What does Covid-19 mean for people with disabilities?

Published on 27 April 2020

Mary Wickenden

Research Fellow

Brigitte Rohwerder

Research Officer

Jackie Shaw

Research Fellow

Stephen Thompson

Research Fellow

The global Covid-19 pandemic has starkly exposed the fragility of our supposedly connected world. Everyone, including those who lead secure and comfortable lives, has been rapidly catapulted into health, social and economic challenges of exceptional scale and severity. However, what is clear amongst the uncertainty is that the impact will be greatest for the poorest and most marginalised people, who already live insecure lives in challenging contexts. It is becoming very apparent that people with disabilities are among the most vulnerable groups caught up in this pandemic, both in richer and poorer contexts.

There is no doubt that the last two decades have seen incredible commitment and progress towards addressing the inequalities and stigma experienced by many people with disabilities (i.e. UN Convention on the Rights of Persons with Disabilities 2007, the Global Disability Summit 2018). However, the impact of Covid-19 risks stalling or reversing this progress if the correct actions are not taken in response. We don’t know what the world will look like long after the Covid-19 pandemic finishes, but there is no doubt it will be a different place. Will it be better or worse for people with disabilities globally?

People with disabilities, who comprise roughly 15 per cent of the global population (about one in seven people in every community), are amongst the most disadvantaged and left behind even in ordinary times. Across the world, stereotypes, prejudice and stigma contribute to the discrimination experienced by people with disabilities and their families (pdf). As a result of these barriers, they often fare worse than their non-disabled peers in levels of education (pdf) and employment, access to health and social services, community inclusion and political participation. Habitually at the back of the queue for any kind of support and denied voice and agency, they are disproportionately amongst the poorest.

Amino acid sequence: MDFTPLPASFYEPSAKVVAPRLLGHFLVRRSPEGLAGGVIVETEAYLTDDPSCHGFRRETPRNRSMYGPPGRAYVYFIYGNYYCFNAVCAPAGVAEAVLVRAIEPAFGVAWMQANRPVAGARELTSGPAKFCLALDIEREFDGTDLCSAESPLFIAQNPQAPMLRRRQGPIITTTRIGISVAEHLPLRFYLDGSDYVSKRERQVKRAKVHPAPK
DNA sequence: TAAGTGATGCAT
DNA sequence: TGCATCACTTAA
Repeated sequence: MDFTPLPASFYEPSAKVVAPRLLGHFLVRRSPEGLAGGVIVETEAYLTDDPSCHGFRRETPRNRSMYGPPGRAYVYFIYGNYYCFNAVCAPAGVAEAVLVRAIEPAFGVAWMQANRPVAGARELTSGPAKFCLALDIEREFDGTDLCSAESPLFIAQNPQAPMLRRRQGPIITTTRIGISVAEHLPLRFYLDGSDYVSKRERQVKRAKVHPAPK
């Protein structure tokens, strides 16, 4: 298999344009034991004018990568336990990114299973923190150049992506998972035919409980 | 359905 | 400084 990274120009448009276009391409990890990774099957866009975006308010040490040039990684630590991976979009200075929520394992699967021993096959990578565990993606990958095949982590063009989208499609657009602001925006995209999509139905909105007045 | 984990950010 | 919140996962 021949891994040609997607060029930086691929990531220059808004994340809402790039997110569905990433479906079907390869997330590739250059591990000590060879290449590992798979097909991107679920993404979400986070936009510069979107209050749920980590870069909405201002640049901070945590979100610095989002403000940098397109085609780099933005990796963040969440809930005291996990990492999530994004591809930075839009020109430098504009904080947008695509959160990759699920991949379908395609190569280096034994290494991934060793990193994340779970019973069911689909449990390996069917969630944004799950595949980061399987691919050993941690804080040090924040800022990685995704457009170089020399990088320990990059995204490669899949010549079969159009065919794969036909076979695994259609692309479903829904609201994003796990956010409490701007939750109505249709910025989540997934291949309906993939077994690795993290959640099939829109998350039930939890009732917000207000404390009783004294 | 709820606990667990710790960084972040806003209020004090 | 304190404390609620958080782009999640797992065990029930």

Depending on the impairment that people have (physical, sensory, cognitive or psychosocial difficulty), they may be at increased health risk during a pandemic, though this is not necessarily always the case. A blind or deaf person does not usually have an ‘underlying health condition’ that would put them in a vulnerable category for the coronavirus, but lack of accessible health care and information can increase their risks. Indeed, all disabled people are at risk of the economic and social impacts of COVID-19, which are likely to be much more profound for them and their families than the short-term illness that most people experience.

A digital divide that might exacerbate exclusion

In high-income contexts, most people are digitally connected and facilities such as WIFI have allowed people to quickly transition to using online platforms for many purposes, albeit with a new mode of social connection.